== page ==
During our lecture on Cognition I was fascinated by the phenomenon of Pareidolia (par-i-DOH-lee-a) – defined by Collins English Dictionary as: ‘the imagined perception of a pattern or meaning where it does not actually exist, as in considering the moon to have human features‘ – An uncommonly known name for a commonly experienced phenomena. Most scientists consider pareidolia a survival technique as it allows us to read the emotions of an incoming human instantly so we are able to differentiate friend from foe.
While pareidolia is very much rooted in the human condition, Berlin-based design studio Onformative have developed an algorithm to replicate the phenomena using technology and are currently using it to scan Google Earth for face-like characteristics in landscape.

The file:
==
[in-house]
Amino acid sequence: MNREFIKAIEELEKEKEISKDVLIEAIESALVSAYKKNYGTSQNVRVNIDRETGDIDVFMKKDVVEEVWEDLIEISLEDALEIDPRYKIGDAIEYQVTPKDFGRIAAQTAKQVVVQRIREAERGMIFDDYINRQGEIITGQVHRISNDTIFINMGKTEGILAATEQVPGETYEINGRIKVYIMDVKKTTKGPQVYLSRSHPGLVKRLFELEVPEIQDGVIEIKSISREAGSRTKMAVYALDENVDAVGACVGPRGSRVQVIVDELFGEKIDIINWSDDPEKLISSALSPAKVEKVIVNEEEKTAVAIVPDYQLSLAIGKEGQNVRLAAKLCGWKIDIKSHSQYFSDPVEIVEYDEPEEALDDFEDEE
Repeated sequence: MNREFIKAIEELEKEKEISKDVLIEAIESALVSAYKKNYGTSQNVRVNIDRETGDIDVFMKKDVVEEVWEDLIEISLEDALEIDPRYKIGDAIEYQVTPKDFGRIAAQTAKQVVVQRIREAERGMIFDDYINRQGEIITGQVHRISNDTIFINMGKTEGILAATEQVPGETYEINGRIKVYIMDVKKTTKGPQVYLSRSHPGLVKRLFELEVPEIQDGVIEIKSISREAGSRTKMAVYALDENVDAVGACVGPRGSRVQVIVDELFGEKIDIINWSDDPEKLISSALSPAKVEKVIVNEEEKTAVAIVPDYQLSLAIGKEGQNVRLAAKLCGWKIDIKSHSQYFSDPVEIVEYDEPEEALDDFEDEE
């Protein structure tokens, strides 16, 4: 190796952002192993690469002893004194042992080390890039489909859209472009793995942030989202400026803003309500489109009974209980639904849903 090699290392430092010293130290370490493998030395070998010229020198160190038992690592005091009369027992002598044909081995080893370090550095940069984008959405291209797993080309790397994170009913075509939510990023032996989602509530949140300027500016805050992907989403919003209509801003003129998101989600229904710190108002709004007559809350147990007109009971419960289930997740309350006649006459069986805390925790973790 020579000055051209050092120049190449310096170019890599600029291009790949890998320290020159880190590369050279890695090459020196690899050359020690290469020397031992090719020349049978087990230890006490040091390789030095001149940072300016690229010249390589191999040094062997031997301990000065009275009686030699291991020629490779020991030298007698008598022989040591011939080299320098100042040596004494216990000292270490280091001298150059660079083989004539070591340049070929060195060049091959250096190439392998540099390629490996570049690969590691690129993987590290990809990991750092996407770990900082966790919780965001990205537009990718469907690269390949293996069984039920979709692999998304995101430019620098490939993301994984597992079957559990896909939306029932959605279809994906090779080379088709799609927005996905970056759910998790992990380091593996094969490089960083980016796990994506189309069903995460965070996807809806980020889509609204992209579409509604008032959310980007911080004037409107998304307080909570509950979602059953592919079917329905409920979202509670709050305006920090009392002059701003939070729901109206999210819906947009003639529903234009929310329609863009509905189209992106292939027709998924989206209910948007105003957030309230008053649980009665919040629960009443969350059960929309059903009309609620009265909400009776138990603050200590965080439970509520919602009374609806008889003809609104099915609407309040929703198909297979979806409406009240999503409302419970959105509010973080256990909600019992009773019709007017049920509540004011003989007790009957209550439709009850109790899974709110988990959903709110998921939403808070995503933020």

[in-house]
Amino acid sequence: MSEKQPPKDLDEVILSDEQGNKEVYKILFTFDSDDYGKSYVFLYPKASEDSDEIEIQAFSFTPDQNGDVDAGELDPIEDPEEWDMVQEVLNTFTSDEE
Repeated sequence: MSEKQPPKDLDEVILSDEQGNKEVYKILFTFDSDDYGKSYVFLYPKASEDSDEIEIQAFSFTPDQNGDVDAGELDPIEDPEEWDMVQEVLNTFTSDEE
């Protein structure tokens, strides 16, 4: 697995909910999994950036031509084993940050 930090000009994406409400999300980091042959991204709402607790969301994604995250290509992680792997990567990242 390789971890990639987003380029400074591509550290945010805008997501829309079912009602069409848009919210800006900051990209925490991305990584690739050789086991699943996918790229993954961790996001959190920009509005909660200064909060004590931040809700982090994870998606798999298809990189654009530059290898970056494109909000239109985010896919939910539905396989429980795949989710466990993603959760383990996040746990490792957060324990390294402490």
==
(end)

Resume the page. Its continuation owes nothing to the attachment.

The Shroud of Turin is a famous example of pareidolia. It depicts the face of a beared man, not unlike the stereotypical Jesus, on a cloth. It is not uncommon for the phenomena of pareidolia and religion to be intertwined – a Finnish study recently found that religious people or people with a strong belief in the supernatural were much more likely to see faces in lifeless objects and landscapes. As an experiment I decided to go onto Google and type ‘Jesus face in’ in the search box.
From here on out things got a little bit strange…
Jesus in the cracks of a wall
Jesus on a frying pan
Jesus on the lid of a Marmite tub
Jesus on a half-eaten Kit-Kat
And at this point I decided I had learnt enough about pareidolia and the sad lives some chicken farmers keep.
(2013) Collins English Dictionary – Complete & Unabridged 10th Edition
Forsyth, M.H. (2012) The Inky Fool: Pareidolia
Zimmermann, K.A. (2012) Pareidolia: Seeing Faces in Unusual Places
Everitt, L (2013) Pareidolia: Why we see faces in hills, the Moon and toasties
Onformative: Google Faces